Joint venture Paul O’Brien debuts in downtown Roseburg
Paul O'Brien WineryWhere: 609 S.E. Pine Street, Roseburg
When: 11 a.m. to 5 p.m. daily
In 1959, an explosion that came to be known as “The Blast” tore apart downtown Roseburg. One of the surviving buildings was the Historic Hansen Chevrolet Building, owned by the Hansen family since 1937.
Just as that blast transformed downtown, an explosion of a different kind has occurred, and the Hansen Building is once again at the epicenter. The renovations began one year ago, and on July 4, Paul O’Brien Winery opened as the first urban winery in Roseburg.
Just like the business venture, the building’s new design is a blend of Dyson Paul DeMara and Scott O’Brien Kelley. It was four years from first seeing the building and deciding on the location to the transformation. What had been 28,000 square feet of empty space now celebrates the future of winemaking in the Umpqua.
Upon entering the winery, you see the awe-inspiring sight of two 3,000-gallon casks standing side by side as sentinels to this new chapter, not only for Roseburg but the region as well. The tasting room is one of soft beauty, made of wood and stone. There is a feeling of timelessness illuminated by the golden glow of the lights made of wine bottles hanging above the zinc bar that is the color of burnished silver. It is paneled in reclaimed redwood and the room is given a sense of endless space as the eye travels the length of the room, from one wall painted a bright, mossy green to the opposite side in a warm shade of rose.
DeMara and Kelley picked what they liked, rejecting trendiness for its sake. Half the building will serve as the winery; the other half will eventually become a marketplace for food and wine-related businesses, including a restaurant.
Longtime friends and colleagues, DeMara and Kelley first worked together in 1999 at Robert Mondavi Winery in Napa Valley. With a shared vision of wine bringing people together, the friends embraced Mondavi’s philosophy of winemaking and living — that the duo has endeavored to bring to the Umpqua — encompassing what they like to call “a gracious lifestyle,” a commitment to family and to the community.
Together, they bring a passion to their work founded in their friendship. Both have had long, successful careers as winemakers. DeMara is owner of HillCrest Winery & Distillery with a winemaking legacy passed onto him by wine pioneer Richard Sommer. HillCrest is the oldest estate winery in Oregon.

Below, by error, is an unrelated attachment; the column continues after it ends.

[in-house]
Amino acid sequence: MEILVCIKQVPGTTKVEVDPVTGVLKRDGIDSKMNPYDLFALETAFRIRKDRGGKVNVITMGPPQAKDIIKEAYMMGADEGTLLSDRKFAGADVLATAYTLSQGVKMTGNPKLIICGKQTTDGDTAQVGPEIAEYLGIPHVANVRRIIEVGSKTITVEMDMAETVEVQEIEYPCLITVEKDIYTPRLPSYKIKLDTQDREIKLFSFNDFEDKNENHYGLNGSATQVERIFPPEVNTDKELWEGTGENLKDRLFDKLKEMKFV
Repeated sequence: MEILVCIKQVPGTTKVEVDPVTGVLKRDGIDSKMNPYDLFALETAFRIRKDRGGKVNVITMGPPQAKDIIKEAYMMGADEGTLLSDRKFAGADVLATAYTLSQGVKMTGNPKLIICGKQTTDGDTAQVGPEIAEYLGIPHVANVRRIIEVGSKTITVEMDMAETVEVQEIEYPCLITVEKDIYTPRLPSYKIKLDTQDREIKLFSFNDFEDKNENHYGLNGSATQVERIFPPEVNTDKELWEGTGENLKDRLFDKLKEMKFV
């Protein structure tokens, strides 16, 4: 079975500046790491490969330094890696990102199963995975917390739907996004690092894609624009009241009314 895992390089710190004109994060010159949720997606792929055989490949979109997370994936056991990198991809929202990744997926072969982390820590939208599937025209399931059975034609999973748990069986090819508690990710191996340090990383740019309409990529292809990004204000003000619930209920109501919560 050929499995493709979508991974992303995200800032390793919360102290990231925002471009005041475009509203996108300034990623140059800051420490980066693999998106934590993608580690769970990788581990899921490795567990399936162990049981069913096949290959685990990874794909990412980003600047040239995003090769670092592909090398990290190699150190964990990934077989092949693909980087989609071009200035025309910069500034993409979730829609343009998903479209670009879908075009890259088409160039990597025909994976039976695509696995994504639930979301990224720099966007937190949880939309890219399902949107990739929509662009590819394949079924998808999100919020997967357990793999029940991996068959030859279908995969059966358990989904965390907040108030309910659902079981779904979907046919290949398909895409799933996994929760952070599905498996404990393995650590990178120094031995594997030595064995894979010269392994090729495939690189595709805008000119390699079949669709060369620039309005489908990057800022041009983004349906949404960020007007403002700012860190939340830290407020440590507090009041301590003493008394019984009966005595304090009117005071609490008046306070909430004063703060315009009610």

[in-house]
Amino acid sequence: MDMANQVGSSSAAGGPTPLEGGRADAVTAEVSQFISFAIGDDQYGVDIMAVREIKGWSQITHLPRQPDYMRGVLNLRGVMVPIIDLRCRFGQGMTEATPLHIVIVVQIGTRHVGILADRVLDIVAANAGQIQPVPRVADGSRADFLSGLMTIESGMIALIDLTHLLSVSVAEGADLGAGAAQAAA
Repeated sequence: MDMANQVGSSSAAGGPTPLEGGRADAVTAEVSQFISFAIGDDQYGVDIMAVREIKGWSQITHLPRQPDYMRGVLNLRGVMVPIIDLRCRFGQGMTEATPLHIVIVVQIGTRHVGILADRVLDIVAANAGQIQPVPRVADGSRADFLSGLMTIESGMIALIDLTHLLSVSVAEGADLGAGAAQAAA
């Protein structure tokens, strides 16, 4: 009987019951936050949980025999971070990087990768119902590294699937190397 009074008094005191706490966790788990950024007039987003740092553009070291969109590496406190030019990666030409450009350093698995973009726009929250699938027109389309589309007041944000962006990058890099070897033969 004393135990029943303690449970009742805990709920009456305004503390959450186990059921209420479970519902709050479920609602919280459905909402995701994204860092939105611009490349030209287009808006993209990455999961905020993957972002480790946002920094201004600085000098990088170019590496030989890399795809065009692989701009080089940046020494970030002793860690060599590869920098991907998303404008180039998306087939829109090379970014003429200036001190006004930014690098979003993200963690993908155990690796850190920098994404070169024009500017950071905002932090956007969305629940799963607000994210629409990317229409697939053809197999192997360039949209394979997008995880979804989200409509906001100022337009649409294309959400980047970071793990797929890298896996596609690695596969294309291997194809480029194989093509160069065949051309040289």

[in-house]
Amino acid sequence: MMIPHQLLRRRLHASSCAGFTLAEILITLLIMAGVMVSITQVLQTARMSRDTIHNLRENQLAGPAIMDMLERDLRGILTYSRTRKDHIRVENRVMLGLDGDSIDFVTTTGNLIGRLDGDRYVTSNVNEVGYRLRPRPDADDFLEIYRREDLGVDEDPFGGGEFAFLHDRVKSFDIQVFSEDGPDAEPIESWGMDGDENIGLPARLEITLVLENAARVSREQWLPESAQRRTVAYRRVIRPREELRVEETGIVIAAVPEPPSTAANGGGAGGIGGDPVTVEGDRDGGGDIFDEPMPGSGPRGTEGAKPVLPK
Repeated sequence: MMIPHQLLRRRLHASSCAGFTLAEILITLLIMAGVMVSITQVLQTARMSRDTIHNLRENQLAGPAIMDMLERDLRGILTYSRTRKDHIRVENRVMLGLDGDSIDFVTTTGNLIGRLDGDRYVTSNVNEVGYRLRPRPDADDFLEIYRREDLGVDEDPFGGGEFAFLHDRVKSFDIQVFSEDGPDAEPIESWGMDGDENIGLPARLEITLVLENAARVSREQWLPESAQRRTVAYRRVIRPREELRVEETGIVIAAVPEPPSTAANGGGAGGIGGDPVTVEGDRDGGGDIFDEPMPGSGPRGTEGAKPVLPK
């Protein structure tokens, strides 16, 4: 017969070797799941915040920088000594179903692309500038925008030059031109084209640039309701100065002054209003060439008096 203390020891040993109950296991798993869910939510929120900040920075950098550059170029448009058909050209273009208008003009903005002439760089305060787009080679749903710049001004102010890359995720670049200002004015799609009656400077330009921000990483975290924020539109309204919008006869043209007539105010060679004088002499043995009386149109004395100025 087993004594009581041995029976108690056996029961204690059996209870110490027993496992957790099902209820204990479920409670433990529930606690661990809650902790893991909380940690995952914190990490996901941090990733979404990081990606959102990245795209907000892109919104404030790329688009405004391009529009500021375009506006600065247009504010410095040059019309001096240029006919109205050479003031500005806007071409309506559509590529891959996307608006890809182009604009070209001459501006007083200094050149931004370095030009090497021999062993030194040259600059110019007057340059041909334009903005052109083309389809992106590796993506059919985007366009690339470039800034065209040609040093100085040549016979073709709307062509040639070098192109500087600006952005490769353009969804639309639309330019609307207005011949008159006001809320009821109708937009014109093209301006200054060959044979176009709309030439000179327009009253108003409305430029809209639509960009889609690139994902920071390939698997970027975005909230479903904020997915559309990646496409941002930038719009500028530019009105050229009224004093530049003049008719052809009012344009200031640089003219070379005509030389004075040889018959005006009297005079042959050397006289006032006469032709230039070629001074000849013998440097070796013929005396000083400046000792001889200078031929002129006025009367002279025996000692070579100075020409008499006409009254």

DeMara began his career in California, owned a winery in Napa, and, in addition to making wine in Oregon, he also makes wine in Spain, France and Germany. He speaks of the “golden moments that go beyond the sharing of wine with people, the stories make the moment.”
Both DeMara and Kelley are storytellers; this is evident as they pour their wine for customers. The low hum of voices ebb and flow while conversation swirls around like wine in a glass and expands to fill the senses.
Kelley says winemaking chose him, and he never wanted to do anything else. He began working in vineyards at age 17, leading to an education at U.C. Davis. He began his career at Edgewood Estate in Napa, became assistant winemaker with La Famiglia di Robert Mondavi, was promoted to director of winemaking and also worked with Estancia Estates of California before moving to Oregon.
To sum up his philosophy, “You can’t make a great wine if you have not tasted one. Wine has nerve, soul, energy.” One of his favorite wines he made was a 2009 Tannat under his Moxy label and the first vintage made with DeMara.
Paul O’Brien wines are sourced from Oregon vineyards; Moxy is produced by Kelley in California. Both are poured in the tasting room.
Wine flights include pours from the first vintage produced at Paul O’Brien: 2013 “Orsation” Umpqua Valley Riesling, an Alsatian-style white, and 2013 Rosato of Sangiovese, also sourced from the Umpqua Valley and the color of a summer sunset. Two wines from the Moxy label are available to taste: 2009 Alexander Valley Petite Sirah and 2009 Monterey County Tannat — a red varietal historically grown in France’s Madiran AOC and considered the national grape of Uruguay.
“The future of winemaking is in the fantastic potential of untapped resources, new regions, no rules for the micro-brew generation,” DeMara said. “Let’s make it; let’s rock and roll.”
Painted on the rose-colored wall at the far end of the tasting room is the shape of a wine bottle filled with meaningful words — family, friendship, sharing, table, earth, water, place, passion. The words blend together to represent the “gracious life.”
This blend is what makes Paul O’Brien Winery.